The latest salvo in the battle over public access to Montana’s waterways will launch this Sunday on the Ruby River south of Butte. Billed as the “Montana Public Stream Access Float Day,” the event will feature an organized flotilla of protesters floating a section of the Ruby River that flows through controversial millionaire media mogul James C. Kennedy’s ranch.
According to Tony Schoonen, president of Montana Coalition for Stream Access, Kennedy has electric and barbwire fencing attached to bridge abutments along the Ruby, cutting off public access to the river on all sides.
Kennedy, chairman of the Atlanta-based media company Cox Enterprises Inc. and vice president of the James M. Cox Jr. Foundation, wrote a letter to the University of Montana Journalism School that touched off an editorial firestorm earlier this year.
“[M]any Montana residents are making it known that they are not happy with nonresident landowners in their state. In addition, stream and river access issues are also being raised. Until these issues are resolved and our presence in the state is more appreciated, we have decided not to make any further contributions in Montana,” Kennedy stated in the letter.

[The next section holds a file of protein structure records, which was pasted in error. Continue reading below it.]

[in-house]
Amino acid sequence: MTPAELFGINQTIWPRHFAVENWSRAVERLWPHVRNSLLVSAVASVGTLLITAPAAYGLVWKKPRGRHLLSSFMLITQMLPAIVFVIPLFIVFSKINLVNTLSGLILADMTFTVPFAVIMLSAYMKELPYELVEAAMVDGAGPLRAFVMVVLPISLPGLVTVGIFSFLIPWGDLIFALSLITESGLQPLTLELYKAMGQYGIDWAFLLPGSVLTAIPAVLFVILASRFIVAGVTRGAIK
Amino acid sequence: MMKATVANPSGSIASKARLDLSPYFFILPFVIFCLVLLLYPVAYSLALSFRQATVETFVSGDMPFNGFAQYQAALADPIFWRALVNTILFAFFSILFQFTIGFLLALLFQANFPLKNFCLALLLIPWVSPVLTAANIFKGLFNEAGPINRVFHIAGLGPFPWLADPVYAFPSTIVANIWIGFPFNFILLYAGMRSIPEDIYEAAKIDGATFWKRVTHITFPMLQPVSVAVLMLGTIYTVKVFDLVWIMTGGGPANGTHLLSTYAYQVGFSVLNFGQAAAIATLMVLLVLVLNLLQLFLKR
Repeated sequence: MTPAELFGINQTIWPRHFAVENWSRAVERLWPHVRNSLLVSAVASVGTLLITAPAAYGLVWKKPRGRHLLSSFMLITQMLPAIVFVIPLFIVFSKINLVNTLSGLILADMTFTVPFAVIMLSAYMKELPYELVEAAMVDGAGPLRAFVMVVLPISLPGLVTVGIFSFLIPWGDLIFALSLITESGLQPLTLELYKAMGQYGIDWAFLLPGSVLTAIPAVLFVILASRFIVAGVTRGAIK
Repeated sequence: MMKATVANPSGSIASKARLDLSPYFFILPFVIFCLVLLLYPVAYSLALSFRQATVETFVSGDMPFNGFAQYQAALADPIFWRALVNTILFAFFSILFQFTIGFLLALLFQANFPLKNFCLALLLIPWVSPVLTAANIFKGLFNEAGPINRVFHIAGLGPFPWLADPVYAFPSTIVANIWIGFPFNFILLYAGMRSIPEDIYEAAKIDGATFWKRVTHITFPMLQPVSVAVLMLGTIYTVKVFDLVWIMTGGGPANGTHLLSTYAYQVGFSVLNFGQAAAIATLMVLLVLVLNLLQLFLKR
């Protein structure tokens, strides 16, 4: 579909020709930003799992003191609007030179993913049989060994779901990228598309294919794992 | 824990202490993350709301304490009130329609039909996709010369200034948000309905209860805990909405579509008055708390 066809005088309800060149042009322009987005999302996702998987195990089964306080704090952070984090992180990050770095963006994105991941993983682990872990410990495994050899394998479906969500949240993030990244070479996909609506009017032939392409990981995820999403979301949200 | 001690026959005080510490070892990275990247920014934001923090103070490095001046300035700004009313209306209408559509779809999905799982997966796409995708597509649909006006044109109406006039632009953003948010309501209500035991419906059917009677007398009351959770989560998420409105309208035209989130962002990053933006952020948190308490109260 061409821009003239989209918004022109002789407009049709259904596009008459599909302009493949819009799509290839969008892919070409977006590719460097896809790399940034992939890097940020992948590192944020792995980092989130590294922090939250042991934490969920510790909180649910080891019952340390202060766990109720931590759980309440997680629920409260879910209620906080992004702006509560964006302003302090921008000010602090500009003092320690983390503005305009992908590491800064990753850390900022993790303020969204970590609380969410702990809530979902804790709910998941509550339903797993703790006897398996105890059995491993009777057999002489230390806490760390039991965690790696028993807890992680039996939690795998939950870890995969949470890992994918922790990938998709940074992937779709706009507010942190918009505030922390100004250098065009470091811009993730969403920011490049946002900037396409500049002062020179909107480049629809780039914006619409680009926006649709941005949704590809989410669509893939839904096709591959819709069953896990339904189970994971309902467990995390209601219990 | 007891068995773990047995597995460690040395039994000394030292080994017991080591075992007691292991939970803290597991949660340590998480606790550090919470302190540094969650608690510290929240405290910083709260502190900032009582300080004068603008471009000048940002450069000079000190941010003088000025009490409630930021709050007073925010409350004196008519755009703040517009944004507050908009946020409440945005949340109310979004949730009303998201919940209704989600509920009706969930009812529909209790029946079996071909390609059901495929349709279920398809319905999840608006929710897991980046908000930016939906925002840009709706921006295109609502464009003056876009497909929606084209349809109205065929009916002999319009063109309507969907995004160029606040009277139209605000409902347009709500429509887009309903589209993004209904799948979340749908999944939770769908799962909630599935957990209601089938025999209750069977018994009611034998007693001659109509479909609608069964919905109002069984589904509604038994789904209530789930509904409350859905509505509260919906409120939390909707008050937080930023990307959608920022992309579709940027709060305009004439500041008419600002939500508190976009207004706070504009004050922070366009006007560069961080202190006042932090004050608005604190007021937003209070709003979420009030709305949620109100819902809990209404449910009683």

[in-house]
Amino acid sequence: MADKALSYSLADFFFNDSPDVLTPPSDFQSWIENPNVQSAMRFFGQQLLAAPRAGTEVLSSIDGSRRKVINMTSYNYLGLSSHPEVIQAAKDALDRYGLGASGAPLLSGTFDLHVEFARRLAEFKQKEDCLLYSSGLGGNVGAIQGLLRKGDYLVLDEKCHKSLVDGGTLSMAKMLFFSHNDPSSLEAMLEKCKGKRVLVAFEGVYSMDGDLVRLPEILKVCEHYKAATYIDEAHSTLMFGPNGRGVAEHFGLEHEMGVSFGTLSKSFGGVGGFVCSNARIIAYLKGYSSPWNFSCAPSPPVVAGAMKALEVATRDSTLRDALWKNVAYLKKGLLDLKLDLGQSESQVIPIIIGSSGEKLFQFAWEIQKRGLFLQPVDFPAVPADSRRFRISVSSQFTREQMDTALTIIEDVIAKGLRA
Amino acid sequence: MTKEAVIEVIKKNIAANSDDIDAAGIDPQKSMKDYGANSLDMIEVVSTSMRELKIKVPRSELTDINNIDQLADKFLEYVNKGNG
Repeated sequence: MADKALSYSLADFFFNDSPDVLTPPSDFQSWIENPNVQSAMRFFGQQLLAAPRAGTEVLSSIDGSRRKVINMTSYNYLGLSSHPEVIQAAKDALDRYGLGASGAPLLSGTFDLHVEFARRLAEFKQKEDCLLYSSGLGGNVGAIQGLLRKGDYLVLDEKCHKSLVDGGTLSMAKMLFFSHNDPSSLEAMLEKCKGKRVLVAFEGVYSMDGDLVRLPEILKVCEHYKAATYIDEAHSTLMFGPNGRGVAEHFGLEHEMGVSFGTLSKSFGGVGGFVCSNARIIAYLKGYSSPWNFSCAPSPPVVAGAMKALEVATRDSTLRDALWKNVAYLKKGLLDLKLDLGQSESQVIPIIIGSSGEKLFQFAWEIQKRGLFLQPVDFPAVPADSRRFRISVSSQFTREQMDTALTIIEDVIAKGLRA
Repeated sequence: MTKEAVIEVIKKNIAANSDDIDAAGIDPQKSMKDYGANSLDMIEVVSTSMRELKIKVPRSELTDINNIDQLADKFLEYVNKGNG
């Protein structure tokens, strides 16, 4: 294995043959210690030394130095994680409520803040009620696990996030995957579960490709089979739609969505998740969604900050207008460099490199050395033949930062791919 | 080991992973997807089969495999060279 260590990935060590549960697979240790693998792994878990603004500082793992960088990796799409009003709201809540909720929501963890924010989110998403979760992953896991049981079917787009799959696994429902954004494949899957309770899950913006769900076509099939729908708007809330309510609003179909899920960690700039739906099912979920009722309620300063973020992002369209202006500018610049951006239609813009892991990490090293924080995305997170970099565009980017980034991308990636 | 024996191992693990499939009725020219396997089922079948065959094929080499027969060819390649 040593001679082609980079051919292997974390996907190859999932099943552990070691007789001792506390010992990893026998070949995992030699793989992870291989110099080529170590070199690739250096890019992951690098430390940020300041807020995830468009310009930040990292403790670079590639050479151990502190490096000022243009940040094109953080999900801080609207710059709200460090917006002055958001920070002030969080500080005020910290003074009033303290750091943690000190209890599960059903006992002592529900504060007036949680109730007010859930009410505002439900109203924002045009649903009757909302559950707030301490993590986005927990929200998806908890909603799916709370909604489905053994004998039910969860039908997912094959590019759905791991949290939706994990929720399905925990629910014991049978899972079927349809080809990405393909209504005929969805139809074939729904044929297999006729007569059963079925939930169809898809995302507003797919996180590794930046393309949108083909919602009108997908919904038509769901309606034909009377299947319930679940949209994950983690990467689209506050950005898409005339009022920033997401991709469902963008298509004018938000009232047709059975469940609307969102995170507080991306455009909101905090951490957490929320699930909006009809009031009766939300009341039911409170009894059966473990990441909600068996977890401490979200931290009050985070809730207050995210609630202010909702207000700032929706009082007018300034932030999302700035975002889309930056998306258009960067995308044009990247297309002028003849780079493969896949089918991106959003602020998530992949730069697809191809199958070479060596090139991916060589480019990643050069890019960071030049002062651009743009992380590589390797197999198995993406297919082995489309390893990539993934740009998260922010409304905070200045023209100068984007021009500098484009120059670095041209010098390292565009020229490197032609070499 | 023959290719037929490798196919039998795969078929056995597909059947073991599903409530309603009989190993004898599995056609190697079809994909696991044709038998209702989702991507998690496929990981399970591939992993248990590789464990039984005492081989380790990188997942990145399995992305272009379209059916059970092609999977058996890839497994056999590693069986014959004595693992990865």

Float Day organizers are hoping this weekend’s event will draw statewide attention to the issue of private landowners blocking public access to streams.
“Basically, we’re celebrating the 20th anniversary of public stream access laws in Montana,” says Schoonen.
Schoonen says all Montanans, including current and prospective politicians, are invited to take part in the float, which he says will encompass the entire stretch of river bordered by Kennedy property.
Sunday’s float is already grabbing the attention of at least someone at the Kennedy ranch. On Monday, float organizer Tom Malloy, of Butte, lowered his 12-foot aluminum boat off the Lewis Lane bridge between Sheridan and Twin Bridges to do a “reconnaissance” float along Sunday’s route.
Malloy told the Independent that he was tailed by two pickup trucks on his 5 1/2-hour float. One of the drivers appeared to be video recording his every move.
“They never said a word. I just waved and kept going,” says Malloy.
For more information on the Montana Public Stream Access Float Day contact Tony Schoonen at (406) 782-1560.